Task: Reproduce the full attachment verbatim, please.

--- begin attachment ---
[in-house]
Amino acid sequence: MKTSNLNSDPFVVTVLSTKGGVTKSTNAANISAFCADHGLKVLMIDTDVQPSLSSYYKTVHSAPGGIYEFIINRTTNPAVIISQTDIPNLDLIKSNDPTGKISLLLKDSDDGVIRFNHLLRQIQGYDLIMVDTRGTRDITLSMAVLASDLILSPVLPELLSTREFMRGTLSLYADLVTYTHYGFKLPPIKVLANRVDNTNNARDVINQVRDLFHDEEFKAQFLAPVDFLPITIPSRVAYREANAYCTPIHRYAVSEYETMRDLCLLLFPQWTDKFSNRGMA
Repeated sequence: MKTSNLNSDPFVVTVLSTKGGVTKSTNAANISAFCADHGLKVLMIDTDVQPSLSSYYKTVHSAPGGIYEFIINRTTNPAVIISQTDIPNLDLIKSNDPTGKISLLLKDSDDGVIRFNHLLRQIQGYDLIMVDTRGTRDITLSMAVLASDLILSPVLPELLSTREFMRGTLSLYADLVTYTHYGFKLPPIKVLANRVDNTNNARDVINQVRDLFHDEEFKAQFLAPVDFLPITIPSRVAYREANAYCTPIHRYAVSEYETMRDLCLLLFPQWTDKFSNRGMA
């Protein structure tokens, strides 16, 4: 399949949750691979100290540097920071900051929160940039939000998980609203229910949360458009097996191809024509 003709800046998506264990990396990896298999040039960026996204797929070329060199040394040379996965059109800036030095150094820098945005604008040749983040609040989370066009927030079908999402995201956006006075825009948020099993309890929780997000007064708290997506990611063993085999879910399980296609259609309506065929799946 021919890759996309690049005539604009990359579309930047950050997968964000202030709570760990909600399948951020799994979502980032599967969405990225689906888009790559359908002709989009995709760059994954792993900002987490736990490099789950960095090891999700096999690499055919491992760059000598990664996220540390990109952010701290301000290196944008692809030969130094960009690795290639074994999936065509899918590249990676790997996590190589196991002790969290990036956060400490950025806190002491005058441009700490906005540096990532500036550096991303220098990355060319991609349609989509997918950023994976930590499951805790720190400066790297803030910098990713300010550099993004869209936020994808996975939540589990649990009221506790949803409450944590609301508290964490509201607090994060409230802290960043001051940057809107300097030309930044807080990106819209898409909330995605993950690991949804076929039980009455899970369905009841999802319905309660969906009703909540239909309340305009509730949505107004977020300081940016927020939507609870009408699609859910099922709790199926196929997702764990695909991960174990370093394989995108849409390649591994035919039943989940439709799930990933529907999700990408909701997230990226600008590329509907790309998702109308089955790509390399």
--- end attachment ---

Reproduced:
[in-house]
Amino acid sequence: MKTSNLNSDPFVVTVLSTKGGVTKSTNAANISAFCADHGLKVLMIDTDVQPSLSSYYKTVHSAPGGIYEFIINRTTNPAVIISQTDIPNLDLIKSNDPTGKISLLLKDSDDGVIRFNHLLRQIQGYDLIMVDTRGTRDITLSMAVLASDLILSPVLPELLSTREFMRGTLSLYADLVTYTHYGFKLPPIKVLANRVDNTNNARDVINQVRDLFHDEEFKAQFLAPVDFLPITIPSRVAYREANAYCTPIHRYAVSEYETMRDLCLLLFPQWTDKFSNRGMA
Repeated sequence: MKTSNLNSDPFVVTVLSTKGGVTKSTNAANISAFCADHGLKVLMIDTDVQPSLSSYYKTVHSAPGGIYEFIINRTTNPAVIISQTDIPNLDLIKSNDPTGKISLLLKDSDDGVIRFNHLLRQIQGYDLIMVDTRGTRDITLSMAVLASDLILSPVLPELLSTREFMRGTLSLYADLVTYTHYGFKLPPIKVLANRVDNTNNARDVINQVRDLFHDEEFKAQFLAPVDFLPITIPSRVAYREANAYCTPIHRYAVSEYETMRDLCLLLFPQWTDKFSNRGMA
């Protein structure tokens, strides 16, 4: 399949949750691979100290540097920071900051929160940039939000998980609203229910949360458009097996191809024509 003709800046998506264990990396990896298999040039960026996204797929070329060199040394040379996965059109800036030095150094820098945005604008040749983040609040989370066009927030079908999402995201956006006075825009948020099993309890929780997000007064708290997506990611063993085999879910399980296609259609309506065929799946 021919890759996309690049005539604009990359579309930047950050997968964000202030709570760990909600399948951020799994979502980032599967969405990225689906888009790559359908002709989009995709760059994954792993900002987490736990490099789950960095090891999700096999690499055919491992760059000598990664996220540390990109952010701290301000290196944008692809030969130094960009690795290639074994999936065509899918590249990676790997996590190589196991002790969290990036956060400490950025806190002491005058441009700490906005540096990532500036550096991303220098990355060319991609349609989509997918950023994976930590499951805790720190400066790297803030910098990713300010550099993004869209936020994808996975939540589990649990009221506790949803409450944590609301508290964490509201607090994060409230802290960043001051940057809107300097030309930044807080990106819209898409909330995605993950690991949804076929039980009455899970369905009841999802319905309660969906009703909540239909309340305009509730949505107004977020300081940016927020939507609870009408699609859910099922709790199926196929997702764990695909991960174990370093394989995108849409390649591994035919039943989940439709799930990933529907999700990408909701997230990226600008590329509907790309998702109308089955790509390399």